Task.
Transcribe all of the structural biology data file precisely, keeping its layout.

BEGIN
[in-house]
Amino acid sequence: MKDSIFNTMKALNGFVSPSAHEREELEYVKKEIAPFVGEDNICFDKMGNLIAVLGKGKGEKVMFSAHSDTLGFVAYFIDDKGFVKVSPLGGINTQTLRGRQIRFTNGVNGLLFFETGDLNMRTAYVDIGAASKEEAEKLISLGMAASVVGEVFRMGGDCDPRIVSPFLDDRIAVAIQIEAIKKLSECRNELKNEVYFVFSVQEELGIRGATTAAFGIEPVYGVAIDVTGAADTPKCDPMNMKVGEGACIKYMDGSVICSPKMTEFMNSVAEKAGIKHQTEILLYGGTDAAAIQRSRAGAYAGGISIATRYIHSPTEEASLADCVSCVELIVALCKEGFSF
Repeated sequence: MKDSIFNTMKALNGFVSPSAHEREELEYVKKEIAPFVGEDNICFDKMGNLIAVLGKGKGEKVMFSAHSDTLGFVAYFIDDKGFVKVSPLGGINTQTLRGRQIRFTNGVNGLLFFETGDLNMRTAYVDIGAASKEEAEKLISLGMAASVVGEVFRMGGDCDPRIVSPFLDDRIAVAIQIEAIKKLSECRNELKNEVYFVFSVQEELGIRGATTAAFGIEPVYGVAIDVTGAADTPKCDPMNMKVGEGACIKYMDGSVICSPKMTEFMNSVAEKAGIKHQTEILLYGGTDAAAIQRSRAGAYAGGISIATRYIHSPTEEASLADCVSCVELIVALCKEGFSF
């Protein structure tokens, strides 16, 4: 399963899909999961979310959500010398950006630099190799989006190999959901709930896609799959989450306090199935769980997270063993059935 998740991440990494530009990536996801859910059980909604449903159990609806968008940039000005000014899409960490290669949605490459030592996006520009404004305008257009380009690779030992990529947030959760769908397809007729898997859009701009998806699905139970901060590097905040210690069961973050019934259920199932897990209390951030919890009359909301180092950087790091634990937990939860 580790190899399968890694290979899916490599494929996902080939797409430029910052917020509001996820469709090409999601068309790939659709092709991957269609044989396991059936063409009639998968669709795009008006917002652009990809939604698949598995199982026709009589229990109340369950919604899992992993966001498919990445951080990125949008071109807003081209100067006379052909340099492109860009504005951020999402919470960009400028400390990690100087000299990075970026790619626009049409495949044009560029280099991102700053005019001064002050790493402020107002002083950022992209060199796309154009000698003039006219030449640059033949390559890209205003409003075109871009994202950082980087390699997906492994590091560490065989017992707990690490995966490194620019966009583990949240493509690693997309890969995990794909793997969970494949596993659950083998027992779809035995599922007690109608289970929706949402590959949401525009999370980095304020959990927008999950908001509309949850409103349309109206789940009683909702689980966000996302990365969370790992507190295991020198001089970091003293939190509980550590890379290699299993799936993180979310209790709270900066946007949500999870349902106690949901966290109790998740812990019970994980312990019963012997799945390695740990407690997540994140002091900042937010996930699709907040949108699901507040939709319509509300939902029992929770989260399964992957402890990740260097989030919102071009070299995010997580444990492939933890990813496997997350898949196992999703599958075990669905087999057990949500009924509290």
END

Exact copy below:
[in-house]
Amino acid sequence: MKDSIFNTMKALNGFVSPSAHEREELEYVKKEIAPFVGEDNICFDKMGNLIAVLGKGKGEKVMFSAHSDTLGFVAYFIDDKGFVKVSPLGGINTQTLRGRQIRFTNGVNGLLFFETGDLNMRTAYVDIGAASKEEAEKLISLGMAASVVGEVFRMGGDCDPRIVSPFLDDRIAVAIQIEAIKKLSECRNELKNEVYFVFSVQEELGIRGATTAAFGIEPVYGVAIDVTGAADTPKCDPMNMKVGEGACIKYMDGSVICSPKMTEFMNSVAEKAGIKHQTEILLYGGTDAAAIQRSRAGAYAGGISIATRYIHSPTEEASLADCVSCVELIVALCKEGFSF
Repeated sequence: MKDSIFNTMKALNGFVSPSAHEREELEYVKKEIAPFVGEDNICFDKMGNLIAVLGKGKGEKVMFSAHSDTLGFVAYFIDDKGFVKVSPLGGINTQTLRGRQIRFTNGVNGLLFFETGDLNMRTAYVDIGAASKEEAEKLISLGMAASVVGEVFRMGGDCDPRIVSPFLDDRIAVAIQIEAIKKLSECRNELKNEVYFVFSVQEELGIRGATTAAFGIEPVYGVAIDVTGAADTPKCDPMNMKVGEGACIKYMDGSVICSPKMTEFMNSVAEKAGIKHQTEILLYGGTDAAAIQRSRAGAYAGGISIATRYIHSPTEEASLADCVSCVELIVALCKEGFSF
């Protein structure tokens, strides 16, 4: 399963899909999961979310959500010398950006630099190799989006190999959901709930896609799959989450306090199935769980997270063993059935 998740991440990494530009990536996801859910059980909604449903159990609806968008940039000005000014899409960490290669949605490459030592996006520009404004305008257009380009690779030992990529947030959760769908397809007729898997859009701009998806699905139970901060590097905040210690069961973050019934259920199932897990209390951030919890009359909301180092950087790091634990937990939860 580790190899399968890694290979899916490599494929996902080939797409430029910052917020509001996820469709090409999601068309790939659709092709991957269609044989396991059936063409009639998968669709795009008006917002652009990809939604698949598995199982026709009589229990109340369950919604899992992993966001498919990445951080990125949008071109807003081209100067006379052909340099492109860009504005951020999402919470960009400028400390990690100087000299990075970026790619626009049409495949044009560029280099991102700053005019001064002050790493402020107002002083950022992209060199796309154009000698003039006219030449640059033949390559890209205003409003075109871009994202950082980087390699997906492994590091560490065989017992707990690490995966490194620019966009583990949240493509690693997309890969995990794909793997969970494949596993659950083998027992779809035995599922007690109608289970929706949402590959949401525009999370980095304020959990927008999950908001509309949850409103349309109206789940009683909702689980966000996302990365969370790992507190295991020198001089970091003293939190509980550590890379290699299993799936993180979310209790709270900066946007949500999870349902106690949901966290109790998740812990019970994980312990019963012997799945390695740990407690997540994140002091900042937010996930699709907040949108699901507040939709319509509300939902029992929770989260399964992957402890990740260097989030919102071009070299995010997580444990492939933890990813496997997350898949196992999703599958075990669905087999057990949500009924509290």